Maybe those 0.1% compression of water is accounted for by the weight of air in the spring chamber.


My wild guess is that nothing special will happen to that wall. But it is an interesting thought you brought up. It bugs me a little. I'll look closer into it.


Vidar


Free Energy | searching for free energy and discussing free energy

Re: Water and pressure reduction
« Reply #2 on: November 08, 2014, 11:44:26 PM »
Sponsored links:




Offline MarkE

  • Hero Member
  • *****
  • Posts: 6830
Re: Water and pressure reduction
« Reply #3 on: November 09, 2014, 01:11:43 AM »
Try to do the math if you imaging the water will be compressed 50% at 2 bar pressure.
Using imaginary figures does not change the concept you're looking for. It just might make it easier to calculate.
Also have in mind that air isn't weightless. 1x1x1m of atmospheric air weights about 1.3 kg. 30 bar pressure in a 1000 litre tank is 39kg of air.
Maybe those 0.1% compression of water is accounted for by the weight of air in the spring chamber.


My wild guess is that nothing special will happen to that wall. But it is an interesting thought you brought up. It bugs me a little. I'll look closer into it.


Vidar
It's just a balance between two pairs of forces.  The minute compressiblity of the water is so somall that for practical purposes it can be ignored.

Offline MarkE

  • Hero Member
  • *****
  • Posts: 6830
Re: Water and pressure reduction
« Reply #4 on: November 09, 2014, 01:15:47 AM »
So.

In Yellow high pressure air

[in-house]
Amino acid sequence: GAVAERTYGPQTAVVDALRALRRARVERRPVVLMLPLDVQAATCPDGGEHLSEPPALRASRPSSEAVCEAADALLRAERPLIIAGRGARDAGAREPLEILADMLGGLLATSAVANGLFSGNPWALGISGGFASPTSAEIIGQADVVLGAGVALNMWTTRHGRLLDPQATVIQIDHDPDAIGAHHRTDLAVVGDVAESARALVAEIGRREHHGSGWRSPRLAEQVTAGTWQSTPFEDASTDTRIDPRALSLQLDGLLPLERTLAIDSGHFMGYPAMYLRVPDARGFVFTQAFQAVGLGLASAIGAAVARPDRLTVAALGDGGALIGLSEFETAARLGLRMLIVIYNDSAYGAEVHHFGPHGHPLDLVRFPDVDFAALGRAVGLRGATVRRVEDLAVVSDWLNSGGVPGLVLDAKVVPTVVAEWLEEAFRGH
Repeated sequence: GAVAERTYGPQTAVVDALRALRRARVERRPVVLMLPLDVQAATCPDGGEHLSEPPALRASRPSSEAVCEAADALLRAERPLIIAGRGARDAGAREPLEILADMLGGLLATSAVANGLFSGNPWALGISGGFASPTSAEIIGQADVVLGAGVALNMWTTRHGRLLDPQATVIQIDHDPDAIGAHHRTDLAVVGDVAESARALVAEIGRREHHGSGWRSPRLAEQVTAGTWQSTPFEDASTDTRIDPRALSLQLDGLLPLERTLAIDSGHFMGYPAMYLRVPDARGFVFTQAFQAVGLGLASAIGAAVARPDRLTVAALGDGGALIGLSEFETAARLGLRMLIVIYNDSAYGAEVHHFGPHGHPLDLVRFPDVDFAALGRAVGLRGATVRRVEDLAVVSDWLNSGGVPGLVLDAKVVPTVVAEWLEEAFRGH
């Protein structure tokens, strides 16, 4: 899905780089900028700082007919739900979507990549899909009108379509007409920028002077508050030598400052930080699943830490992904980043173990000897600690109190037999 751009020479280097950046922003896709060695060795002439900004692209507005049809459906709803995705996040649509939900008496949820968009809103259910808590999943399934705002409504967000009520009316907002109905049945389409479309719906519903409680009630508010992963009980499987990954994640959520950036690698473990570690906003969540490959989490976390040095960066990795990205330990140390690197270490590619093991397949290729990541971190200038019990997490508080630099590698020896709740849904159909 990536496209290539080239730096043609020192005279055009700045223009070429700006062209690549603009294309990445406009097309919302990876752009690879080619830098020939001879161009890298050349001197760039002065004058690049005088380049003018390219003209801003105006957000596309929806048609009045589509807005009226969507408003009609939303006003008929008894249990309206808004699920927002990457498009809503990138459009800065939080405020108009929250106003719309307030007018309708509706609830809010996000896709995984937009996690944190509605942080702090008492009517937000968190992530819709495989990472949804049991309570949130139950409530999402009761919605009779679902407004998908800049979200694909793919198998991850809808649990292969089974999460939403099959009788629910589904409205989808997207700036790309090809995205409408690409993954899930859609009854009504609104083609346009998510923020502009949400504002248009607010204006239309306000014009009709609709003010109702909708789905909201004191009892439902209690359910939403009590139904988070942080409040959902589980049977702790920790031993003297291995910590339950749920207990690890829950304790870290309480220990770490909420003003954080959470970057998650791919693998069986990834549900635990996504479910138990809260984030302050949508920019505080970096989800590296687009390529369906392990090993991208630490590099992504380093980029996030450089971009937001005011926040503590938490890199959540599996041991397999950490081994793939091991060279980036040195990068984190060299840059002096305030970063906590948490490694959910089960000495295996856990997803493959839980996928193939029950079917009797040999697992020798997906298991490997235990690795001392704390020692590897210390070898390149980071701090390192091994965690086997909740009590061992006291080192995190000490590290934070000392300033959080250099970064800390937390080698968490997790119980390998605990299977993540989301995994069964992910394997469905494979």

The wall moves when there is a force difference between the two sides.  One one side is the force that arises from the weight of the water plus air pressure and the other side is force of the spring plus air pressure.  In essence:  two opposing springs find an equilibrium position.

Free Energy | searching for free energy and discussing free energy

Re: Water and pressure reduction
« Reply #4 on: November 09, 2014, 01:15:47 AM »
Sponsored links:




Offline Gabriele

  • Full Member
  • ***
  • Posts: 248
    • Formerelax
Re: Water and pressure reduction
« Reply #5 on: November 09, 2014, 01:47:03 AM »
this way....

Offline Gabriele

  • Full Member
  • ***
  • Posts: 248
    • Formerelax
Re: Water and pressure reduction
« Reply #6 on: November 09, 2014, 01:54:37 AM »
I tried computate an immaginary sistem formed by weights and boxes allowing the weight is on the box full of air,after a compression,to move on the first...than let the compression i gave go,and to return the weight to the ground...i got a surplus. But probably is a mistake,cause i'm not really able to do that math,really i don't know how to do that...

Green and white go on red after compression...the red compress more,i let pressure decreese,and i re-put the green white on the ground

Free Energy | searching for free energy and discussing free energy

Re: Water and pressure reduction
« Reply #6 on: November 09, 2014, 01:54:37 AM »
Sponsored links:




Offline MarkE

  • Hero Member
  • *****
  • Posts: 6830
Re: Water and pressure reduction
« Reply #7 on: November 09, 2014, 02:25:54 AM »
On the left the water contributes pressure based on the water height.

Assigning X left to right, Y into page, and Z as height, and taking the 0,0,0 datum at the lower left hand corner:

Weight_water = 9.8m/s2*1000kg/m3*water_volume

Pressure_bottom_left = air_pressure + weight_water/(x_wall * y)

Force_left_to_right = y * ( 0.5*pressure_bottom_left*z_water + air_pressure * z_wall )

=

Force_right_to_left = y * ( air_pressure * z_wall ) + Kspring * (box_width + x_wall - spring_uncompressed_length)   (spring K is negative value)